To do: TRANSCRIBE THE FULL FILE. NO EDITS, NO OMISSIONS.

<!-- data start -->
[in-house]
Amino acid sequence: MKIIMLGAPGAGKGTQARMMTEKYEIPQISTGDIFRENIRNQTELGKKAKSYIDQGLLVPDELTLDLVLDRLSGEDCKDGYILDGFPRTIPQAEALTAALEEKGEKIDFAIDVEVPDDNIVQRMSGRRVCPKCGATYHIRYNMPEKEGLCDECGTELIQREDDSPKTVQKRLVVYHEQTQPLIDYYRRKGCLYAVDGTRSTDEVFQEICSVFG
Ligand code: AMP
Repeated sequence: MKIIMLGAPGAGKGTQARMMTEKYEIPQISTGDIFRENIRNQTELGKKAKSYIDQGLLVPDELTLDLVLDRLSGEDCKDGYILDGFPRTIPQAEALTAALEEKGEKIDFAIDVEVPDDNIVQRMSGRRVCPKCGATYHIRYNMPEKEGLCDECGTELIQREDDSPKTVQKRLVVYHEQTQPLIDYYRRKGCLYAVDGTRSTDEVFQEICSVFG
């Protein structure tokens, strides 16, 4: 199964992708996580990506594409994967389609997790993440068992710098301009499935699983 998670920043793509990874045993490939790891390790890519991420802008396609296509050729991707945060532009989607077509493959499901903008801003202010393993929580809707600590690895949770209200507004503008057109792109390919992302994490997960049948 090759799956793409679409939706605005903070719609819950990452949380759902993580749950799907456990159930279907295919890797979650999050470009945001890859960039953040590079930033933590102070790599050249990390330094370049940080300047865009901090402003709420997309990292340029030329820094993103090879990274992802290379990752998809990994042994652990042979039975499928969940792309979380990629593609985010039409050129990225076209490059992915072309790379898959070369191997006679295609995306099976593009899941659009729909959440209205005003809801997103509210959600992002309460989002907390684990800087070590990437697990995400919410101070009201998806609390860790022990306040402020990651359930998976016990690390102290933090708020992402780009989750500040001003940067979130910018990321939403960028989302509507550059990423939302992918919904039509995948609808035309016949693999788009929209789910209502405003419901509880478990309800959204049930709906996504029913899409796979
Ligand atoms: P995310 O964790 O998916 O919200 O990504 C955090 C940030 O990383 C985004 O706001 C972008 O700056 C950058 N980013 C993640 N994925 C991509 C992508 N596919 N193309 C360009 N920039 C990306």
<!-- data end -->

[in-house]
Amino acid sequence: MKIIMLGAPGAGKGTQARMMTEKYEIPQISTGDIFRENIRNQTELGKKAKSYIDQGLLVPDELTLDLVLDRLSGEDCKDGYILDGFPRTIPQAEALTAALEEKGEKIDFAIDVEVPDDNIVQRMSGRRVCPKCGATYHIRYNMPEKEGLCDECGTELIQREDDSPKTVQKRLVVYHEQTQPLIDYYRRKGCLYAVDGTRSTDEVFQEICSVFG
Ligand code: AMP
Repeated sequence: MKIIMLGAPGAGKGTQARMMTEKYEIPQISTGDIFRENIRNQTELGKKAKSYIDQGLLVPDELTLDLVLDRLSGEDCKDGYILDGFPRTIPQAEALTAALEEKGEKIDFAIDVEVPDDNIVQRMSGRRVCPKCGATYHIRYNMPEKEGLCDECGTELIQREDDSPKTVQKRLVVYHEQTQPLIDYYRRKGCLYAVDGTRSTDEVFQEICSVFG
């Protein structure tokens, strides 16, 4: 199964992708996580990506594409994967389609997790993440068992710098301009499935699983 998670920043793509990874045993490939790891390790890519991420802008396609296509050729991707945060532009989607077509493959499901903008801003202010393993929580809707600590690895949770209200507004503008057109792109390919992302994490997960049948 090759799956793409679409939706605005903070719609819950990452949380759902993580749950799907456990159930279907295919890797979650999050470009945001890859960039953040590079930033933590102070790599050249990390330094370049940080300047865009901090402003709420997309990292340029030329820094993103090879990274992802290379990752998809990994042994652990042979039975499928969940792309979380990629593609985010039409050129990225076209490059992915072309790379898959070369191997006679295609995306099976593009899941659009729909959440209205005003809801997103509210959600992002309460989002907390684990800087070590990437697990995400919410101070009201998806609390860790022990306040402020990651359930998976016990690390102290933090708020992402780009989750500040001003940067979130910018990321939403960028989302509507550059990423939302992918919904039509995948609808035309016949693999788009929209789910209502405003419901509880478990309800959204049930709906996504029913899409796979
Ligand atoms: P995310 O964790 O998916 O919200 O990504 C955090 C940030 O990383 C985004 O706001 C972008 O700056 C950058 N980013 C993640 N994925 C991509 C992508 N596919 N193309 C360009 N920039 C990306």